Isolated by Harvey, Social Media Brought Houston Back Together

Facebook Live emerged as an important way to spread news, ask for help and connect with friends in the aftermath of the storm.

By Brittanie Shey September 7, 2017

Shutterstock 609925124 nae78s

Image: Shutterstock

One of many things that set Harvey apart from the last major storm to hit the Texas Gulf is the impact of social media. In September 2008, when Ike hit Texas, Twitter had only just introduced Trending Topics. Apple was celebrating the one-year birthday of the iPhone, and your mom was not yet on Facebook.

But during Harvey, with many Houstonians stuck in their homes due to rising floodwaters, people began to turn to social media for companionship and outreach. Specifically, Facebook Live. The tool became a way for people to find a sense of normalcy and routine in anything but the most routine of Houston weeks.

Davina Davidson, the director of Teachers at YogaOne, first had the idea to create a virtual yoga studio after her birthday yoga class was cancelled due to Harvey. Across the city, gyms and yoga studios, including YogaOne's studios in the Heights, Midtown and elsewhere, were closing for the safety of their instructors. The torrential rain made exercising outdoors a challenge as well. So Davidson turned to the Yoga Teacher Connect to see who was interested in teaching some virtual classes.

The Yoga Teacher Connect is a group founded by Davidson and fellow teacher Madonna McManus in June as a way to create community amongst yoga teachers from Houston's many different studios and schools. The group meets regularly to practice together and share knowledge—its most recent meeting in late August had to be cancelled because of Harvey.

"Connect was birthed from wanting there to be a space where teachers could collaborate with others," Davidson said. "It really all made sense in my mind to go through the Yoga Connect for those live classes because we were planning to meet anyways."

Not long after making a request in the group's private Facebook page, Davidson was able to compile a full two-day schedule of teachers willing to lead hour-long Facebook Live yoga classes for people unable to leave the house. Those classes represented a wide range of styles and teachers from studios across Houston, and some included themes like Yoga for Anxiety and Yoga Nidra, a form of deeply-relaxing meditation.

"I coach my students to turn to the mat in difficult times," she said. "The practice will help you. I know there were people on the Facebook Live classes who are NOT into social media, so it was really cool to be able to connect with people every day like that."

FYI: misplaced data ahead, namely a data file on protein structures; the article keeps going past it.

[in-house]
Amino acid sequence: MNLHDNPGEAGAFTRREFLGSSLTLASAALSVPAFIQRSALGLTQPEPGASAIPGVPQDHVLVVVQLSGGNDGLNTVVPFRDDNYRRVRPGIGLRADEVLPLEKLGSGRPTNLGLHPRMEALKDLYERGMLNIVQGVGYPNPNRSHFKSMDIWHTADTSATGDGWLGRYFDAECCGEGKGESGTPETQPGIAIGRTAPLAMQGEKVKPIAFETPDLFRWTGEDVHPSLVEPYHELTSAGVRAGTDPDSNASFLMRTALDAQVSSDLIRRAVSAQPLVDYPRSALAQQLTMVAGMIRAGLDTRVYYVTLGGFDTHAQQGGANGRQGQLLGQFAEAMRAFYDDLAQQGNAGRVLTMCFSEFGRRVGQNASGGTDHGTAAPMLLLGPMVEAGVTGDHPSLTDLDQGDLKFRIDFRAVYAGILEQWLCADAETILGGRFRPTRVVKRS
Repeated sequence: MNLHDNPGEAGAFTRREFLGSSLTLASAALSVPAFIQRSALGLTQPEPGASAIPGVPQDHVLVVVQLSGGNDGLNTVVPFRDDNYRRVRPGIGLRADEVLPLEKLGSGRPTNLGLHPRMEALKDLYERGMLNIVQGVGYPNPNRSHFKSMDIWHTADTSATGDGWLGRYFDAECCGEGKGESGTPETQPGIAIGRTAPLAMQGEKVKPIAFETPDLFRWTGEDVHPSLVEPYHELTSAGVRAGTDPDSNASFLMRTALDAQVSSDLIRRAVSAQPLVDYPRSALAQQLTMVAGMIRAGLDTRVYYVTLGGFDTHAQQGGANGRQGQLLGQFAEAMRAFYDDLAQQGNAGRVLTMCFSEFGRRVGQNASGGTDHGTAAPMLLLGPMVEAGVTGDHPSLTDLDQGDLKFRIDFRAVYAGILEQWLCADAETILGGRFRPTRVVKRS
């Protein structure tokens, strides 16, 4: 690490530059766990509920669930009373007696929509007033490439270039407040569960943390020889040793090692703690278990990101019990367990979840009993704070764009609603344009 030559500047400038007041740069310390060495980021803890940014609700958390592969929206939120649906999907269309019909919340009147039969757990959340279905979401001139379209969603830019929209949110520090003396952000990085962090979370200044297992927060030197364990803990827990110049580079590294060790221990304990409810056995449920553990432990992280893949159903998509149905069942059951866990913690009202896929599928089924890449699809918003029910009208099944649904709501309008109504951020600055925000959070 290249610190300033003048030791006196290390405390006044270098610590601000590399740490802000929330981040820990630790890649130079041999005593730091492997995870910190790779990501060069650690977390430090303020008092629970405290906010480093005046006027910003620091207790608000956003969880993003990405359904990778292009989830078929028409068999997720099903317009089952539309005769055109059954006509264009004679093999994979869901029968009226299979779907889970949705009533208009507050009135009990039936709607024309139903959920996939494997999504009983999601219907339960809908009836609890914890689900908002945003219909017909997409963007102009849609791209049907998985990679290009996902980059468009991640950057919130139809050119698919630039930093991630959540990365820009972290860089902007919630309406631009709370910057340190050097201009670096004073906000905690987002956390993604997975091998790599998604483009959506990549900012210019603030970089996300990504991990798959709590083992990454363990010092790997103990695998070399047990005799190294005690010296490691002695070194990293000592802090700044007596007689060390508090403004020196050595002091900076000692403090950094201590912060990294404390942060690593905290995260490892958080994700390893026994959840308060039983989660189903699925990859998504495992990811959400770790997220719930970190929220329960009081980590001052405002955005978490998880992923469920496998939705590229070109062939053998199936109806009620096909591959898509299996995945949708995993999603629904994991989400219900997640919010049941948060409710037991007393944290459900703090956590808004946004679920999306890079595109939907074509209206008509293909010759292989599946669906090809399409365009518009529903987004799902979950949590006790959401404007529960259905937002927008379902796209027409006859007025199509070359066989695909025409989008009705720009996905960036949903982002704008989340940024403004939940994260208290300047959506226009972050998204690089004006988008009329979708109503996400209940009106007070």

On Monday, Houstonian Brian Kondrach was trying to figure out how to host his running club's weekly Monday social. As an actor, Kondrach had experimented with Facebook Live before—telling jokes, promoting shows, narrating walks through the park.

His running club had yet to miss a Monday gathering, so in order to keep up the streak, Kondrach organized a hangout on Facebook Live—even if people couldn't be together physically, they could gather in spirit and check in on one another.

More than 20 people attended the Live "event," chatting with one another in the comments of the video while Kondrach encouraged everyone to drink a beer and relax. It ended up being one of the run club's best turnouts.

"It was just a way to get everyone involved," he said. "We had people who had never been to a trail show up."

At NRG Stadium on Wednesday, popular Houston self-help author and researcher Brené Brown had taken to Facebook Live to request donations of an often-overlooked need: new underwear for evacuees. Brown was posting on behalf of the Houston-based charity Undies for Everyone. True to her nature—Brown writes frequently about shame and vulnerability—it wasn't a glamorous video. She herself was in a sweatshirt, with no makeup and her hair pulled back by a headband. The topic was also less than glamourous.

"I'm gonna ask you for what we really need, because this is not a community that needs things to be pretty or wrapped in a bow," she said. "We need underwear."

"Even in a disaster like this, people start periods, people have accidents. It's really a dignity issue. Send us chones," she said, using the Mexican slang term. That video was shared more than 75,000 times, and Brown later posted an update that 20,000 pairs of undies had been delivered to NRG.

Just before Harvey hit Houston, local DJ Abrahán Garza was preparing for his monthly Sunday night set at Little Dipper Bar in downtown Houston. But by Sunday morning, downtown was flooded and his gig was cancelled.

"Little Dipper on Sundays is a sanctuary for people," Garza said. "I started thinking, I have my stuff set up in my back room. Why don't I just do a live feed and see what happens?"

So he posted on the event's Facebook invite that he was going to be doing a Facebook Live DJ set instead, and a handful of people replied to request songs and comment.

"The next morning, I woke up with the bug," Garza said. He scheduled another DJ session for that morning, then another, then another.

"What's cool is that people would say 'Oh, I want to hear this.' And if I had it I'd play it next," he said. "I actually had people message me saying, 'Hey, when is the next one?' And I'm like, well, we still don't know what day of the week it is in our heads. I could have a happy hour every day."

It might have seemed like a small gesture, but Garza said the feedback was immense.

"The one thing I really heard from people was, 'Man, I needed this today,'" he said. "Whether they were going to be at the bar or not, everybody was thinking of the things they can't do. And so I basically tried to give them a taste of normalcy."

Show Comments